In general, a statement by a person, signed under penalty of perjury, that the person has not engaged in prohibited solicitation activities (i.e., including, but not limited to, distributing flyers, coupons, newsletters and other printed promotional materials or electronic equivalents, verbal soliciting (e.g., in-person referrals), initiating telephone calls, and sending e-mails) in California at any time during the previous year will satisfy Regulation 1684’s certification requirement, assuming the certification is accepted in good faith.

If the person making the certification is an organization, the person making the certification must also certify, under penalty of perjury, that the person’s website contains information alerting its members to the fact that the organization is prohibited from engaging in solicitation activities in California on behalf of the retailer.

The retailer must maintain the annual certification(s) and provide them to the BOE upon request to show that the retailer satisfied the certification requirements.

How long should I retain documentation regarding annual certification of no solicitation?

We recommend that you keep all relevant records for a minimum of eight years. The BOE may issue a billing for unpaid sales or use tax to persons who failed to file returns within eight years after due date of the unpaid tax (see RTC section 6487 and section 6487.05 for limitation periods).

What does “solicit” mean for purposes of applying the affiliate nexus provisions?

“Solicit” means to communicate directly or indirectly to a specific person or specific persons in California in a manner that is intended to and calculated to incite the person or persons to purchase tangible personal property from a specific retailer or retailers.”

For purposes of applying the affiliate nexus provisions, “solicit,” “solicitation,” “refer,” and “referral” do not mean or include “online advertising generated as a result of generic algorithmic functions that is anonymous and passive in nature, such as ads tied to Internet search engines, banner ads, click-through ads, Cost Per Action ads, links to retailers’ websites, and similar online advertising services.”

What does “advertisement” mean for purposes of applying the affiliate nexus provisions?

“Advertisement” means “a written, verbal, pictorial, graphic, etc., announcement of goods or services for sale, employing purchased space or time in print or electronic media, which is given to communicate such information to the general public. Online advertising generated as a result of generic algorithmic functions that is anonymous and passive in nature, such as ads tied to Internet search engines, banner ads, click-through ads, Cost Per Action ads, links to retailers’ websites, and similar online advertising services, are advertisements and not solicitations.”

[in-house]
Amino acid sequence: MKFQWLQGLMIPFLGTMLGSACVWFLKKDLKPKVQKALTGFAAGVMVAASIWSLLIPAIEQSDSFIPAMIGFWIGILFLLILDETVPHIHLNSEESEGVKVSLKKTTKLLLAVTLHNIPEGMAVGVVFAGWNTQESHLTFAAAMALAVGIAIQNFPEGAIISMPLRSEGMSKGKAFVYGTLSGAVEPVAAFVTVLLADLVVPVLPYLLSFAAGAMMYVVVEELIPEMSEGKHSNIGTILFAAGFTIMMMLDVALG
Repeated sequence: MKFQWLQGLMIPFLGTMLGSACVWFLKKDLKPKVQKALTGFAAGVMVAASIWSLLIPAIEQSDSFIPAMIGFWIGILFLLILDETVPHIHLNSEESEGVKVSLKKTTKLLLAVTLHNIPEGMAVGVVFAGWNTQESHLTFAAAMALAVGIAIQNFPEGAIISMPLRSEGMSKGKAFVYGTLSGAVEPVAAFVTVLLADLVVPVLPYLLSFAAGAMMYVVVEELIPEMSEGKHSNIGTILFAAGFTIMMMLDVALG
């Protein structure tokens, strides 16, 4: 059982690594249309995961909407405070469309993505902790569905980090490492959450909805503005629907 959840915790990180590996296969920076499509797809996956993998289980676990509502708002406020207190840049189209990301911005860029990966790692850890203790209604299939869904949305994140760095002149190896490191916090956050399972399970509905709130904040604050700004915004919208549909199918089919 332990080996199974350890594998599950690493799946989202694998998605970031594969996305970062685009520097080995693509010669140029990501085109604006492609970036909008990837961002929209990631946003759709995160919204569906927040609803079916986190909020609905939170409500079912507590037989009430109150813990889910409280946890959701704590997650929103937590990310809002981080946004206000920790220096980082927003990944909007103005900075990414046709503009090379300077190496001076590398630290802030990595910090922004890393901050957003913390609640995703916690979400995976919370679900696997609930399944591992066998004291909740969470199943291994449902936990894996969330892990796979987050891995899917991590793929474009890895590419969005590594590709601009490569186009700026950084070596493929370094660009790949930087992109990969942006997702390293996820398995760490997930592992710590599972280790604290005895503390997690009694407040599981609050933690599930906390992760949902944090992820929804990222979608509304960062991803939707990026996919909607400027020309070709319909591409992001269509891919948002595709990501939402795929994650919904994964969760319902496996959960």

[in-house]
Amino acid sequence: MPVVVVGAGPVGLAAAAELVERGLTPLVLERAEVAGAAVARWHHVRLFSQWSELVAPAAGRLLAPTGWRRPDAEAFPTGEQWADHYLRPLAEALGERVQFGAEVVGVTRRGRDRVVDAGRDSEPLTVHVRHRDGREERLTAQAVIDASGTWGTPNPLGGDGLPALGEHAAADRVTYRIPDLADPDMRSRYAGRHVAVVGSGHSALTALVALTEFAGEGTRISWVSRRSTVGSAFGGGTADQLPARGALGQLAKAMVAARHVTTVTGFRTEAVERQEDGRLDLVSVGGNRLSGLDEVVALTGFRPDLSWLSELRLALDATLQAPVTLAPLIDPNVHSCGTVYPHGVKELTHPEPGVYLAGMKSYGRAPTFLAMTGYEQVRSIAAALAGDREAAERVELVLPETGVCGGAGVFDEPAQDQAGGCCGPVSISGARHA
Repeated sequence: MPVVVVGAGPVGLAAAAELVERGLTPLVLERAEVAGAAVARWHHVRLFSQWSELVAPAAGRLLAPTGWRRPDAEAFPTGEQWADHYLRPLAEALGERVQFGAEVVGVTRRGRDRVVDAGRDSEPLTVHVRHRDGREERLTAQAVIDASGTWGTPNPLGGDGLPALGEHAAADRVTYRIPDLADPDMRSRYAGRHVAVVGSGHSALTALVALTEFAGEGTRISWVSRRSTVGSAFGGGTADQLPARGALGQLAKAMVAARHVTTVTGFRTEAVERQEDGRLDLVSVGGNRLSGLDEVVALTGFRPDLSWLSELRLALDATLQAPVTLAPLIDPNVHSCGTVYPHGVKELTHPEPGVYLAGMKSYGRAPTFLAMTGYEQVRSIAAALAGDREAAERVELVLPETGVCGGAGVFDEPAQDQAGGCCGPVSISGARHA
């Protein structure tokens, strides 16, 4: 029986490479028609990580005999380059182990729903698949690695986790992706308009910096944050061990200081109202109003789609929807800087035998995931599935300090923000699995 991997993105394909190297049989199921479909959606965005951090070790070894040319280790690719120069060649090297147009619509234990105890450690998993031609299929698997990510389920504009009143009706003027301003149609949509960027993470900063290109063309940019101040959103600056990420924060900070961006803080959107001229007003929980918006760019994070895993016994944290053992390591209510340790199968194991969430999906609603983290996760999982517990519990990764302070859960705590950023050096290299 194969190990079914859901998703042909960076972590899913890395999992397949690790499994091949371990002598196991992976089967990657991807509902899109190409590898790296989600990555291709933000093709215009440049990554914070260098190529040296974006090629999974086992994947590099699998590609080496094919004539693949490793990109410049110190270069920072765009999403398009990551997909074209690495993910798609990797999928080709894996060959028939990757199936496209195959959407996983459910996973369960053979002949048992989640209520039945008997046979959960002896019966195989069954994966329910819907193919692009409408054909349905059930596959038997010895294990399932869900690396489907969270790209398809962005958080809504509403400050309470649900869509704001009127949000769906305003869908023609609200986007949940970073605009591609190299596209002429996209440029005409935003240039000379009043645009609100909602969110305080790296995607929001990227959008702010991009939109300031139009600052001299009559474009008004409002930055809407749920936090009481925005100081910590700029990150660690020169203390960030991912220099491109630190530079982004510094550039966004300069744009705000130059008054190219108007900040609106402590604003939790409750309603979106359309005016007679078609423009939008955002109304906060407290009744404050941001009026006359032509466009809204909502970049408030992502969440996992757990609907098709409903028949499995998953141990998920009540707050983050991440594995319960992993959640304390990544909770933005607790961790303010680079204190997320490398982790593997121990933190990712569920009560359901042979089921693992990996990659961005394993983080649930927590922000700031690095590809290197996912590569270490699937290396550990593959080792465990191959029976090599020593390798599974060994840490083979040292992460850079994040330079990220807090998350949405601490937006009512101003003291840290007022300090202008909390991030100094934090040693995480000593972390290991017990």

The affiliate nexus provisions “do not apply to an agreement under which a retailer purchases advertisements from a person in California, to be delivered on television, radio, in print, on the Internet, or by any other medium, unless:

  • The advertisement revenue paid to the person in California consists of commissions or other consideration that is based upon completed sales of tangible personal property, and
  • The person entering into the agreement with the retailer also directly or indirectly solicits potential customers in California through the use of flyers, newsletters, telephone calls, electronic mail, blogs, microblogs, social networking sites, or other means of direct or indirect solicitation specifically targeted at potential customers in this state.”

When are a retailer's sales measured to determine if the retailer has made the minimum amount of sales to California to meet the affiliate nexus sales thresholds?

The determination as to whether a retailer has made the requisite amount of sales to purchasers in California during the preceding twelve-month period to be considered engaged in business in this state under the affiliate nexus provisions shall be made at the end of each calendar quarter. A retailer is not considered “engaged in business in this state” under the affiliate nexus provisions if the total cumulative sales price of all of the tangible personal property the retailer sold to purchasers in California that were referred to the retailer by a person or persons in California pursuant to affiliate nexus agreements, in the preceding 12 months, was not in excess of $10,000, or if the retailer’s total cumulative sales of tangible personal property to purchasers in California were not in excess of $1,000,000 in the preceding 12 months.